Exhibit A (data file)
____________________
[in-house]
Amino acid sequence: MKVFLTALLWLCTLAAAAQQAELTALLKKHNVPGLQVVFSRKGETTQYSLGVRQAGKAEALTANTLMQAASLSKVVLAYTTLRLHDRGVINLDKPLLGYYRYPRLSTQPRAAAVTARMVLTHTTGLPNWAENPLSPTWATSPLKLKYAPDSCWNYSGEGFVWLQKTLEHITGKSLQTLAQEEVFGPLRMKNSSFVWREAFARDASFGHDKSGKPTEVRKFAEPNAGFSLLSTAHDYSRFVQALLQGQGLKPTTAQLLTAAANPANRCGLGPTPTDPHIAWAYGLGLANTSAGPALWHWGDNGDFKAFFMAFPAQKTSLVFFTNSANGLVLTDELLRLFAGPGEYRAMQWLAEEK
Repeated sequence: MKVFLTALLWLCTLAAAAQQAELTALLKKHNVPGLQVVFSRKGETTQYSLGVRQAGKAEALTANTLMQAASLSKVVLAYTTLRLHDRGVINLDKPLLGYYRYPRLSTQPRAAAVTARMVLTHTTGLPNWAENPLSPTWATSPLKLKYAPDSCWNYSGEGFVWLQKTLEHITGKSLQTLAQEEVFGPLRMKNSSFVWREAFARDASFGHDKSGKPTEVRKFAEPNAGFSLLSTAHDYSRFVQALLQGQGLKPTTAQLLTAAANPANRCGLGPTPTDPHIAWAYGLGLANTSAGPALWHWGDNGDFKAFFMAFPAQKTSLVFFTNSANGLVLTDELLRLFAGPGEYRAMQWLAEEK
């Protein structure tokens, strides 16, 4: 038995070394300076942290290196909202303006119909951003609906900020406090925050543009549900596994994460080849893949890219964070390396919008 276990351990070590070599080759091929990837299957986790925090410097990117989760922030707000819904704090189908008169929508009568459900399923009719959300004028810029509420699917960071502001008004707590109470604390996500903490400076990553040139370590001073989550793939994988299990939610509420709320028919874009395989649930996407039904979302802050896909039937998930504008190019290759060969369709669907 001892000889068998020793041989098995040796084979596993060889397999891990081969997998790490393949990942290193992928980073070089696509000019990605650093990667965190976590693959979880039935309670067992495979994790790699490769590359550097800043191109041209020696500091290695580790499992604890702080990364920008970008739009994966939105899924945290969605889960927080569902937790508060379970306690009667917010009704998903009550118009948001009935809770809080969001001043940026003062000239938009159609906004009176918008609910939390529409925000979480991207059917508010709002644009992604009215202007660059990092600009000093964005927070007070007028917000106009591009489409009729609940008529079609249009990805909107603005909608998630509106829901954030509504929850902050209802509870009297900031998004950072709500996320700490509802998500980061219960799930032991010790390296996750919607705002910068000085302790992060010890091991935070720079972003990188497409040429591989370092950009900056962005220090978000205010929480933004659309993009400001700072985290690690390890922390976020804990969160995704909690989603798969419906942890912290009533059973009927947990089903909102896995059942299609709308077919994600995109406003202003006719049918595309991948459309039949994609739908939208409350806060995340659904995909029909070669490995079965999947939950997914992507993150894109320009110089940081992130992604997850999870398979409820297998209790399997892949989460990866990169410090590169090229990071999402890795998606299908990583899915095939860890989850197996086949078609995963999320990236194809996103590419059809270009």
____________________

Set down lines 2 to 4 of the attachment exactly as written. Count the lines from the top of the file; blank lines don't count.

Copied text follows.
Amino acid sequence: MKVFLTALLWLCTLAAAAQQAELTALLKKHNVPGLQVVFSRKGETTQYSLGVRQAGKAEALTANTLMQAASLSKVVLAYTTLRLHDRGVINLDKPLLGYYRYPRLSTQPRAAAVTARMVLTHTTGLPNWAENPLSPTWATSPLKLKYAPDSCWNYSGEGFVWLQKTLEHITGKSLQTLAQEEVFGPLRMKNSSFVWREAFARDASFGHDKSGKPTEVRKFAEPNAGFSLLSTAHDYSRFVQALLQGQGLKPTTAQLLTAAANPANRCGLGPTPTDPHIAWAYGLGLANTSAGPALWHWGDNGDFKAFFMAFPAQKTSLVFFTNSANGLVLTDELLRLFAGPGEYRAMQWLAEEK
Repeated sequence: MKVFLTALLWLCTLAAAAQQAELTALLKKHNVPGLQVVFSRKGETTQYSLGVRQAGKAEALTANTLMQAASLSKVVLAYTTLRLHDRGVINLDKPLLGYYRYPRLSTQPRAAAVTARMVLTHTTGLPNWAENPLSPTWATSPLKLKYAPDSCWNYSGEGFVWLQKTLEHITGKSLQTLAQEEVFGPLRMKNSSFVWREAFARDASFGHDKSGKPTEVRKFAEPNAGFSLLSTAHDYSRFVQALLQGQGLKPTTAQLLTAAANPANRCGLGPTPTDPHIAWAYGLGLANTSAGPALWHWGDNGDFKAFFMAFPAQKTSLVFFTNSANGLVLTDELLRLFAGPGEYRAMQWLAEEK
């Protein structure tokens, strides 16, 4: 038995070394300076942290290196909202303006119909951003609906900020406090925050543009549900596994994460080849893949890219964070390396919008 276990351990070590070599080759091929990837299957986790925090410097990117989760922030707000819904704090189908008169929508009568459900399923009719959300004028810029509420699917960071502001008004707590109470604390996500903490400076990553040139370590001073989550793939994988299990939610509420709320028919874009395989649930996407039904979302802050896909039937998930504008190019290759060969369709669907 001892000889068998020793041989098995040796084979596993060889397999891990081969997998790490393949990942290193992928980073070089696509000019990605650093990667965190976590693959979880039935309670067992495979994790790699490769590359550097800043191109041209020696500091290695580790499992604890702080990364920008970008739009994966939105899924945290969605889960927080569902937790508060379970306690009667917010009704998903009550118009948001009935809770809080969001001043940026003062000239938009159609906004009176918008609910939390529409925000979480991207059917508010709002644009992604009215202007660059990092600009000093964005927070007070007028917000106009591009489409009729609940008529079609249009990805909107603005909608998630509106829901954030509504929850902050209802509870009297900031998004950072709500996320700490509802998500980061219960799930032991010790390296996750919607705002910068000085302790992060010890091991935070720079972003990188497409040429591989370092950009900056962005220090978000205010929480933004659309993009400001700072985290690690390890922390976020804990969160995704909690989603798969419906942890912290009533059973009927947990089903909102896995059942299609709308077919994600995109406003202003006719049918595309991948459309039949994609739908939208409350806060995340659904995909029909070669490995079965999947939950997914992507993150894109320009110089940081992130992604997850999870398979409820297998209790399997892949989460990866990169410090590169090229990071999402890795998606299908990583899915095939860890989850197996086949078609995963999320990236194809996103590419059809270009």